Oregon Football: 3 Ways Ducks Will Continue Pac-12 Dominance

Ryan Hubler@ryan_hublerCorrespondent IOctober 1, 2012

Unleash De'Anthony
Unleash De'AnthonyCraig Mitchelldyer/Getty Images

The Oregon Ducks have dominated every opponent they have faced, cruising to a 5-0 record.

Through five games this season, as the offense has gone, so has their defense, which is something the decision committee will have to consider when choosing teams for the national championship.

So what are the keys to keep the pressure on their opponents? 


Continue Their Bread and Butter

Oregon's run game has always been its strong point. Through five games, the Ducks have averaged 303 rushing yards per game (sixth in college football). Overall, they have the seventh-best offense.

The Ducks haven't played any world beaters thus far this season, but they did play two teams with upside in Washington State and Arizona.

Against the Wildcats of Arizona, Oregon rushed for 228 yards on 53 carries, a 4.3 YPC average.

Washington State?

Oregon went crazy, specifically Kenjon Barner. While the Ducks rushed for a solid 300 yards on the day, 195 of those came courtesy of Barner.

Barner, now a senior, has averaged an amazing six yards per carry over his career at Eugene.

This season he has rushed for 605 yards and nine touchdowns on only 93 carries. If Barner is Batman, then Robin is without a doubt De'Anthony Thomas.

Thomas, the sleek and speedy sophomore, can be scary good. As a freshman, he put up 595 total yards on 55 carries. That is a 10.8 yards-per-carry average! The bad news for him is that he is "only" averaging 9.7 yards per carry this season.

Opponents will see a heavy dose of both players for the remainder of the season.


Get More from Special Teams

How do they do that?

More from the aforementioned De'Anthony Thomas.

Thomas, who is seeing more touches than he was last year (approximately 10 per game last season), needs to get more involved with special teams.

Thomas made himself a household name last season from special teams. He is getting his fair share of touches on punt returns, but Oregon needs to make him an integral part of kickoffs as well.

Thomas has a small stature at 5'9" but also possesses the elusiveness needed to evade the bruisers on opponents special teams. Oregon fans cannot be worried about his health, especially considering he carries the ball between the tackles consistently without any issues.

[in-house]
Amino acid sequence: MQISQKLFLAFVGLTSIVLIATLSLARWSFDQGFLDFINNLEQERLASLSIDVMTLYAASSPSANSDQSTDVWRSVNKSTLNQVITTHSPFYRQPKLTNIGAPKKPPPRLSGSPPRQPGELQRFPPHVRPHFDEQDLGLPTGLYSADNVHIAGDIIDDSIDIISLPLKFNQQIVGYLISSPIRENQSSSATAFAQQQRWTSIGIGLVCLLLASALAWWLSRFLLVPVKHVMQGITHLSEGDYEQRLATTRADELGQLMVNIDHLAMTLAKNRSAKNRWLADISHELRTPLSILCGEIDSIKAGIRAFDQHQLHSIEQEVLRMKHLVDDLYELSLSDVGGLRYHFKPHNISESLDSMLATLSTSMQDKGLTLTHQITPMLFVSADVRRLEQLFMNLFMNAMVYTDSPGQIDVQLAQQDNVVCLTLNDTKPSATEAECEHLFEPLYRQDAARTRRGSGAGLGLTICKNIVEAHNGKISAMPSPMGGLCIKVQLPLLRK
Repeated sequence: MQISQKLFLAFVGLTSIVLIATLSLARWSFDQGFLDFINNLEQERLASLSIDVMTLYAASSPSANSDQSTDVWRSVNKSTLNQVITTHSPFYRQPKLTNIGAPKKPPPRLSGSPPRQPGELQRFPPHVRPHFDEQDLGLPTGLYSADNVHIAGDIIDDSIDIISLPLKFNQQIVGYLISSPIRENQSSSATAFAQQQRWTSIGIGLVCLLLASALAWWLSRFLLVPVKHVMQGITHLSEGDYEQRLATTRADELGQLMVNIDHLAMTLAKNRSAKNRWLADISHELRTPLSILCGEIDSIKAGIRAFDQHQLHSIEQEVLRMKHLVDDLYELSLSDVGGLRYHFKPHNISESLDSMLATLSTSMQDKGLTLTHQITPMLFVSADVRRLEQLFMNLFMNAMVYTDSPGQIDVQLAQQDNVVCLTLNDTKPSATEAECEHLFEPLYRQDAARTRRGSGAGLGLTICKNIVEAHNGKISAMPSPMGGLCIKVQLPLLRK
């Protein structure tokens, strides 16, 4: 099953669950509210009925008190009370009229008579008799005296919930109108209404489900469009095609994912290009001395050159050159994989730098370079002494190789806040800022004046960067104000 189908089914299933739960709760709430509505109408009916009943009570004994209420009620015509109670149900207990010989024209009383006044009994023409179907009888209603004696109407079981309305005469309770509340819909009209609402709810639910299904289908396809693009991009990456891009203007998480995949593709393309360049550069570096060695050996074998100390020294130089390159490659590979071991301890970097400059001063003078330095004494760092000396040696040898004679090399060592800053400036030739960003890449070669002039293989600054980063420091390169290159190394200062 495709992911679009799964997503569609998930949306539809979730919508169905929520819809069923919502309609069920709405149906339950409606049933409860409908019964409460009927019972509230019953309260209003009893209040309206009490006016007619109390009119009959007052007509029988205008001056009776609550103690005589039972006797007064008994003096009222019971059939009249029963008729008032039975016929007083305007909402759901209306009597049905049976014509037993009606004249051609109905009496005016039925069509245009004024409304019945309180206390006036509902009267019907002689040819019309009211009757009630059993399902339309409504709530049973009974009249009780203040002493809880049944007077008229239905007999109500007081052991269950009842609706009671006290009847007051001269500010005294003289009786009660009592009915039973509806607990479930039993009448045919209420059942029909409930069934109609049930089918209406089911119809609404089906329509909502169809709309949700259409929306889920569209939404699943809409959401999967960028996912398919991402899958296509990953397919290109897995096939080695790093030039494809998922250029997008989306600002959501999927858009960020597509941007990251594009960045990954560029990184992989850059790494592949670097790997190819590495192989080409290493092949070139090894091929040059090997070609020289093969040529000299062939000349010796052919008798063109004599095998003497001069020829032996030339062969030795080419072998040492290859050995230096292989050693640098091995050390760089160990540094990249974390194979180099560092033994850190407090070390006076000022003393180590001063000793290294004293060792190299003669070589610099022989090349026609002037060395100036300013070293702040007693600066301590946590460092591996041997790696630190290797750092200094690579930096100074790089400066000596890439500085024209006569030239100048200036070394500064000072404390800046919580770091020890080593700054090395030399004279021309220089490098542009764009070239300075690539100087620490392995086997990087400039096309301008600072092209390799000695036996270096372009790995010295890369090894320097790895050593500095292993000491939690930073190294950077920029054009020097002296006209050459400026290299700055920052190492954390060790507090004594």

So why not jump-start the offense and get the fans in it early?

Chip Kelly needs to get this kid the ball at least 15 times per game. While Kelly is sure to give the ball to Barner 20-plus times, he can near that by putting Thomas all over the field.

Then watch the fireworks.


Keep Up the Defensive Tenacity

Oregon plays defense?

OK, well at least a semblance of one, which is a change of pace from past seasons.

The Ducks are the 54th-best defense in the nation, with their rushing defense being stronger.

Their biggest performance came against Arizona when they shut them down, allowing zero points (while also scoring twice on interception returns). Furthermore, Arizona failed to score once even though it had six red-zone possessions.

While the Ducks have still allowed yardage totals above what they'd like, the scoring totals for their opponents hasn't been nearly as high.

Get this: Oregon's defense has taken the field 11 times in its own territory through five games this season.

The result: The Ducks allowed only two touchdowns and two field goals.

For a team that scores over 40 points almost every time they hit the field, allowing 18 points per game on defense is scary.

Oregon's scary combo looks great now, but we'll have to see how it holds up when the big dogs of the Pac-12 come around. With USC, Stanford and Oregon State still on the schedule, Oregon has to keep its defensive fluidity going to prove naysayers wrong.

The Ducks certainly have my attention.